The worst is the b'day boy, if he's acting up you cant really ask him to leave. but on a plus side, his or her parents are always there to help.

I had one show where the b'day boy was this type of child. All he wanted to do was run out and push my case over - all the time. The parents were no help. The show was a right off. It was like this kid was on speed, he couldn't focus for more than one second on anything. Even the other kids were annoyed. Sometimes there are no answers except the Dexter method.

Andy
Vibono Magic
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Quote:
On 2008-07-15 21:14, T. Sebastian wrote:
The problem has been when I'm entertaining a group of adults and the kid (or kids) is hanging around causing a rucus. They see the routine a few times and start telling people what's coming or how they think I do it. While I'm doing it.


Take longer breaks or have another set with you on the street
Vibono Mirage
Magic entertainer and Balloon artist
Ed_Millis
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Quote:
On 2008-07-15 21:14, T. Sebastian wrote:
The problem has been when I'm entertaining a group of adults and the kid (or kids) is hanging around causing a rucus. They see the routine a few times and start telling people what's coming or how they think I do it.


Yeah, kids are attention freaks. And they are very into anything that can increase their status among their peers, such as gaining control of a situation by grabbing the focus.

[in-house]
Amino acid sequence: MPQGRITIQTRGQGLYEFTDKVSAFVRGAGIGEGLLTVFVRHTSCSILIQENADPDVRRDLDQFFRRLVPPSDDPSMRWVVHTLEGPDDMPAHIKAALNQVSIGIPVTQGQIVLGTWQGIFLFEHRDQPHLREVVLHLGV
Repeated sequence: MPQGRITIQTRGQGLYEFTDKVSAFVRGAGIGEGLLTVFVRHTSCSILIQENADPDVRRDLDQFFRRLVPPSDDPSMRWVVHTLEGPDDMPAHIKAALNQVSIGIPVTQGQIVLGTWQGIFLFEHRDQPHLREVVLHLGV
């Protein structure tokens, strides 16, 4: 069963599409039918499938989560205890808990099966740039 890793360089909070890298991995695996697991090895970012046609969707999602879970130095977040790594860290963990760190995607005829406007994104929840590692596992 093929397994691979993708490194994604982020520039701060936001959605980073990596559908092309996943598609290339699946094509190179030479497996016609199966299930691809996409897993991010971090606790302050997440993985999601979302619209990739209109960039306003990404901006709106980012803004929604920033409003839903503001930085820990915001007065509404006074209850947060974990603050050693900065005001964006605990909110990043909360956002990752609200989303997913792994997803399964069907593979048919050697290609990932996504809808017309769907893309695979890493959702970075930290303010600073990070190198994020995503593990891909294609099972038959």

If you're going to perform outside, you're going to run into this. Part of the job description. BUt I'm sure the buskers would have some great ideas on how to minimize damage and maximize control and entertainmentin such situations. I'm sure there are ways to turn most of these around to your advantage - I'm also sure I can't hink of a single one of them!! Which is why I'm not brave enough to go out into a raw public setting like that.

Ed
T. Sebastian
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More guts than skill over here.
And not much guts.
So sorry I soiled your precious eyes.
Hansel
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Quote:
On 2008-07-14 17:39, magicbob116 wrote:
There are no evil children... just bad parents! Smile



Maybe the most sensate words that I read in this days.So, if I have a very "uncomfortable" kid I use this formula. That kid wants attention, he wants to be the star and stole your bright for him, maybe his way is ruining your show, so here is what I do (Sometimes I do with "funny" fathers too)Have a wizard assistant hat (with the plunger) and put it, take some silly sunglasses and put it in your "helper",do the Popsy Topsy wand,break away wand, maybe the break away table...make to him the mess that he wants to make to your show. As a killer do a SUCKER trick!!! ("Fraidy Cat Rabbit" works EXCELLENT for this situation, "topsy turvey bottles" too!!!) So maybe you think this system its cruel, but if you manage with perfect Attitude and professionalism nobody was injured!BELIEVE ME THAT THIS KID NOT TRY TO DESTROY YOUR SHOW ANYMORE,
Thanks,
Hansel!
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T. Sebastian